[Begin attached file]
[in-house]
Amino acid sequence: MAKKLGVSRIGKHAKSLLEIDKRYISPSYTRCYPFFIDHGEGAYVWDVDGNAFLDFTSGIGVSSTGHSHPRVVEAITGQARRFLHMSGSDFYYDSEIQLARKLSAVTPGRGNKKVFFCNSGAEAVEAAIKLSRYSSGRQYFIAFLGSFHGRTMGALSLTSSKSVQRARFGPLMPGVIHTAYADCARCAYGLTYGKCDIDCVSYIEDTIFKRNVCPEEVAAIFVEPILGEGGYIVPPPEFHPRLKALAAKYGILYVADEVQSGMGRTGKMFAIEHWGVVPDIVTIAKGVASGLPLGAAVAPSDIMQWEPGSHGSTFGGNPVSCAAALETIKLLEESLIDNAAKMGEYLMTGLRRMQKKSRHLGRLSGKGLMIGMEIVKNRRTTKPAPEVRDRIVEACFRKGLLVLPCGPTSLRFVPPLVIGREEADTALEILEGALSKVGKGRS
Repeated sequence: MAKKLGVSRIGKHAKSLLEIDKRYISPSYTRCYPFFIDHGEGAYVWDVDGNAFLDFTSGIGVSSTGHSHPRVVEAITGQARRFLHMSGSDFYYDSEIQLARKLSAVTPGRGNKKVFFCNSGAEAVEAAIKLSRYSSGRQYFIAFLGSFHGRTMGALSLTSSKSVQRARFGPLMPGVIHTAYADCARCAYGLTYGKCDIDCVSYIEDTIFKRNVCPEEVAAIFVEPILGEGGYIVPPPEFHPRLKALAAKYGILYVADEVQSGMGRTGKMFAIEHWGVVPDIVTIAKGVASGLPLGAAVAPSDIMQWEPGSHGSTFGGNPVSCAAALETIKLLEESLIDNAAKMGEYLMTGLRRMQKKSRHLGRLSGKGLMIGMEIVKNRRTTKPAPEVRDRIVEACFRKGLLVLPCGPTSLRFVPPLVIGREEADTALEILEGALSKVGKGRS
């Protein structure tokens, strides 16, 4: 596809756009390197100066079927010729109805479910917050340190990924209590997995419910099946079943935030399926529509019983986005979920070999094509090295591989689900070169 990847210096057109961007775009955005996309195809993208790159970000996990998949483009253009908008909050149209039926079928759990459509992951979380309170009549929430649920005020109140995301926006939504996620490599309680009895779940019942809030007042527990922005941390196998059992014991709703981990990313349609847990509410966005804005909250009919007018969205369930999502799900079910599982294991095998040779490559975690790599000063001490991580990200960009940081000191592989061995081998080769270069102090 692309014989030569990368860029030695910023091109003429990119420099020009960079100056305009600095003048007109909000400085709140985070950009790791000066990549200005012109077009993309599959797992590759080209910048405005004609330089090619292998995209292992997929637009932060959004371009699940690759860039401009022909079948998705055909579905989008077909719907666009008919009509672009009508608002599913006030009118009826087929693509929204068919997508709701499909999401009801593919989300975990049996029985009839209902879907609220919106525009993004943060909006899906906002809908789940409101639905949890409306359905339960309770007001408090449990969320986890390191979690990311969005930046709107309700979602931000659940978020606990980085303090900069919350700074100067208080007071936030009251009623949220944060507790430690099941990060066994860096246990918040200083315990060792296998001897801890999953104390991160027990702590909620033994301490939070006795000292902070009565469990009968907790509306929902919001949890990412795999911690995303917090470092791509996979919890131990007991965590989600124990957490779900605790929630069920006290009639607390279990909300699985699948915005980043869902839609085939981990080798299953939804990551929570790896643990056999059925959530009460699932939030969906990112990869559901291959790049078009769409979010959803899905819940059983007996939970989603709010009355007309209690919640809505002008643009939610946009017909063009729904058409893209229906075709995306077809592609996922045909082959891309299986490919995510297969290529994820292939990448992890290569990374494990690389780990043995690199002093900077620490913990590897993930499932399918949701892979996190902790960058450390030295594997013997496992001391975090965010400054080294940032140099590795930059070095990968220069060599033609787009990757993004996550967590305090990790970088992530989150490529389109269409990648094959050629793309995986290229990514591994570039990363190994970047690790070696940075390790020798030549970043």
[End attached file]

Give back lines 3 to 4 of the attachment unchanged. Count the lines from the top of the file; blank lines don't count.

Repeated sequence: MAKKLGVSRIGKHAKSLLEIDKRYISPSYTRCYPFFIDHGEGAYVWDVDGNAFLDFTSGIGVSSTGHSHPRVVEAITGQARRFLHMSGSDFYYDSEIQLARKLSAVTPGRGNKKVFFCNSGAEAVEAAIKLSRYSSGRQYFIAFLGSFHGRTMGALSLTSSKSVQRARFGPLMPGVIHTAYADCARCAYGLTYGKCDIDCVSYIEDTIFKRNVCPEEVAAIFVEPILGEGGYIVPPPEFHPRLKALAAKYGILYVADEVQSGMGRTGKMFAIEHWGVVPDIVTIAKGVASGLPLGAAVAPSDIMQWEPGSHGSTFGGNPVSCAAALETIKLLEESLIDNAAKMGEYLMTGLRRMQKKSRHLGRLSGKGLMIGMEIVKNRRTTKPAPEVRDRIVEACFRKGLLVLPCGPTSLRFVPPLVIGREEADTALEILEGALSKVGKGRS
């Protein structure tokens, strides 16, 4: 596809756009390197100066079927010729109805479910917050340190990924209590997995419910099946079943935030399926529509019983986005979920070999094509090295591989689900070169 990847210096057109961007775009955005996309195809993208790159970000996990998949483009253009908008909050149209039926079928759990459509992951979380309170009549929430649920005020109140995301926006939504996620490599309680009895779940019942809030007042527990922005941390196998059992014991709703981990990313349609847990509410966005804005909250009919007018969205369930999502799900079910599982294991095998040779490559975690790599000063001490991580990200960009940081000191592989061995081998080769270069102090 692309014989030569990368860029030695910023091109003429990119420099020009960079100056305009600095003048007109909000400085709140985070950009790791000066990549200005012109077009993309599959797992590759080209910048405005004609330089090619292998995209292992997929637009932060959004371009699940690759860039401009022909079948998705055909579905989008077909719907666009008919009509672009009508608002599913006030009118009826087929693509929204068919997508709701499909999401009801593919989300975990049996029985009839209902879907609220919106525009993004943060909006899906906002809908789940409101639905949890409306359905339960309770007001408090449990969320986890390191979690990311969005930046709107309700979602931000659940978020606990980085303090900069919350700074100067208080007071936030009251009623949220944060507790430690099941990060066994860096246990918040200083315990060792296998001897801890999953104390991160027990702590909620033994301490939070006795000292902070009565469990009968907790509306929902919001949890990412795999911690995303917090470092791509996979919890131990007991965590989600124990957490779900605790929630069920006290009639607390279990909300699985699948915005980043869902839609085939981990080798299953939804990551929570790896643990056999059925959530009460699932939030969906990112990869559901291959790049078009769409979010959803899905819940059983007996939970989603709010009355007309209690919640809505002008643009939610946009017909063009729904058409893209229906075709995306077809592609996922045909082959891309299986490919995510297969290529994820292939990448992890290569990374494990690389780990043995690199002093900077620490913990590897993930499932399918949701892979996190902790960058450390030295594997013997496992001391975090965010400054080294940032140099590795930059070095990968220069060599033609787009990757993004996550967590305090990790970088992530989150490529389109269409990648094959050629793309995986290229990514591994570039990363190994970047690790070696940075390790020798030549970043």